Healthcare News & Insights

4 big areas your hospital board must focus on this year

There are many issues that affect a hospital’s operations. But which ones should be top of mind for your hospital’s board this year? To prime your hospital for success in 2016 and beyond, it’s important to pinpoint the areas your board should prioritize now. 

ThinkstockPhotos-128935307Dr. Paul Keckley, the managing director of the Navigant Center for Healthcare Research and Policy Analysis, recently wrote an article for Hospitals & Health Networks highlighting four areas hospital boards need to focus on to ensure success:

  1. Physician relationships and practice patterns. The feds are cracking down on all forms of physician fraud. And the hospitals they work for aren’t immune to punishment. Doctors’ business dealings are under the microscope. In particular, there’s more scrutiny being placed on Stark Law violations regarding kickbacks and violations of the False Claims Act. The growing trend toward physician employment at hospitals is also being examined to see if laws are being broken with referrals or financial perks. Boards need to be proactive and make sure all these arrangements are legit.
  2. Partnerships and affiliations. Hospital boards must know the nitty-gritty behind the relationships their facilities have with other hospitals, payors, vendors and business associates. They need to understand how each agreement affects the hospital’s operations – in both positive and negative ways. This helps board members make decisions that enhance successful partnerships, and end the unsuccessful ones.
  3. Performance risk. As payor reimbursement shifts from a fee-for-service structure to value-based payments, hospital boards must be aware of how their facilities’ performance in meeting quality benchmarks affects the bottom line. Boards should know the ins and outs of any financial agreements based on quality. A clear understanding of how hospitals are affected by their performance, and what they need to do to succeed, is necessary for each board member.
  4. Reputation risks. The impression a facility makes matters. Patients need to have trust in a hospital’s ability to provide high quality care. It’s the only way for facilities to survive and thrive amid growing regulatory pressures. Nowadays, reputation management is more complicated than ever. With the growing number of organizations that put out safety scores, hospital rankings, and reviews of hospitals and healthcare providers, there are many ways for potential patients to form an opinion of a facility before they even step inside its doors. Boards must be aware of the information that’s publicly available about each hospital, so they can create a game plan to boost their hospitals’ image.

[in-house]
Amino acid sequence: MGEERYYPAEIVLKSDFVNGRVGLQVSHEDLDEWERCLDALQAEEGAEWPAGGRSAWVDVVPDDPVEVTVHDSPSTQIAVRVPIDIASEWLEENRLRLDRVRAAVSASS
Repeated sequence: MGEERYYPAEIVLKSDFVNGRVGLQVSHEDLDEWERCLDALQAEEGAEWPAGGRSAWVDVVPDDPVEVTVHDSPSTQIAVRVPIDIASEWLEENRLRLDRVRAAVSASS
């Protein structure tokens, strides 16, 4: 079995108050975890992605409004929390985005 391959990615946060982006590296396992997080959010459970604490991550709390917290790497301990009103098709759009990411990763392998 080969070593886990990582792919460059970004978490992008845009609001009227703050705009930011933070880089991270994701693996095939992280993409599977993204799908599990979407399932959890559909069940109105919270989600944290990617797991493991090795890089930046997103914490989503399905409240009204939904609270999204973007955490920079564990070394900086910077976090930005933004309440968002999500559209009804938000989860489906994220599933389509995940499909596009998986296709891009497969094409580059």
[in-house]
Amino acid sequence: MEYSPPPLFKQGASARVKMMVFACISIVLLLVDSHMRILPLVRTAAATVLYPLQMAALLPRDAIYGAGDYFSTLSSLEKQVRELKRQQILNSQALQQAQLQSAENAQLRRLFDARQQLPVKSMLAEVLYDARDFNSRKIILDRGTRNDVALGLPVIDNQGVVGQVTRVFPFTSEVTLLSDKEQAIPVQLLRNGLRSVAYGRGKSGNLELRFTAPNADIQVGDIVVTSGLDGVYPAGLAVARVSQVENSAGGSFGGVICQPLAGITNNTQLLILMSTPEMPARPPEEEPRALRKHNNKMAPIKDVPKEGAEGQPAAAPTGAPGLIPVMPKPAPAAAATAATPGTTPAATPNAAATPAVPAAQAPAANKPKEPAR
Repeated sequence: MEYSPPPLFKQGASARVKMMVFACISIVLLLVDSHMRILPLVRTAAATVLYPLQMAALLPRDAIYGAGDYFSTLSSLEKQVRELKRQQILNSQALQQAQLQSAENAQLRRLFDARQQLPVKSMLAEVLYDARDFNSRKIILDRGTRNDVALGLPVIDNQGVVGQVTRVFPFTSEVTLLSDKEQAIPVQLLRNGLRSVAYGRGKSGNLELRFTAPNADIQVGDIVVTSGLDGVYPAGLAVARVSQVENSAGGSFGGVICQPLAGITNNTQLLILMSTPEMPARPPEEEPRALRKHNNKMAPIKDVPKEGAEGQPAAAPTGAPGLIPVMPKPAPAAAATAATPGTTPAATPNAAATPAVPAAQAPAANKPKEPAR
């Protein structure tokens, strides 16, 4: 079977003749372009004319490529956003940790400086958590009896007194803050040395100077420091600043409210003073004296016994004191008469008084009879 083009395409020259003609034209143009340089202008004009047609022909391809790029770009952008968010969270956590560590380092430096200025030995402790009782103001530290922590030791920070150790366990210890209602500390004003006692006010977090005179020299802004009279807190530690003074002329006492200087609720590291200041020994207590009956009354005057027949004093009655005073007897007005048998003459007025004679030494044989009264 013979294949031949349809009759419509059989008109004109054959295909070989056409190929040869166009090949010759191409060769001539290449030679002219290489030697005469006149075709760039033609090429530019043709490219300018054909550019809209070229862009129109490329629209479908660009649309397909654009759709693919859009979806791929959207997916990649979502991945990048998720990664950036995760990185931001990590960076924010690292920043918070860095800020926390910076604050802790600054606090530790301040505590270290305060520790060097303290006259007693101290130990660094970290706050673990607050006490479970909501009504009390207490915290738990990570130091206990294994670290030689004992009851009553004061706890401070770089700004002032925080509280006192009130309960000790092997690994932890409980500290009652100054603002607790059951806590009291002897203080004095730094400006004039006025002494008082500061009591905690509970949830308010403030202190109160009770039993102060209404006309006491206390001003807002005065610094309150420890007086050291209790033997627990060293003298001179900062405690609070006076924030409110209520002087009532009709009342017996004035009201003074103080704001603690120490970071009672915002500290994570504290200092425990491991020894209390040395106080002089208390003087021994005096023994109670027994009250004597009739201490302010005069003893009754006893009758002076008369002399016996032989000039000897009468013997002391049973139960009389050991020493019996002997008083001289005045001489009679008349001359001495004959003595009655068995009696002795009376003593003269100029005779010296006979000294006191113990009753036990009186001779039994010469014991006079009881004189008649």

How to proceed

To better address these issues, boards should be regularly evaluated for their effectiveness – specifically, whether the members of the board are diverse and accurately reflect your patient mix.

In fact, according to Dr. Keckley’s article, many top companies outside the healthcare space are looking at the diversity on their boards, as well as creating tenure limits. This ensures that more types of people are represented, which infuses new ideas into the decision-making process. Hospital boards should start using similar tactics.

Boards also need to be hands-on with hospital committees and departments, especially those that are working on initiatives in the above-mentioned areas, delegating tasks and holding them accountable for their results.

Now more than ever, it’s important for board members to be aware of the trends that are shaping the current healthcare climate, and to come to the table with innovative ideas to promote growth. This is the best way to set your hospital up to thrive.

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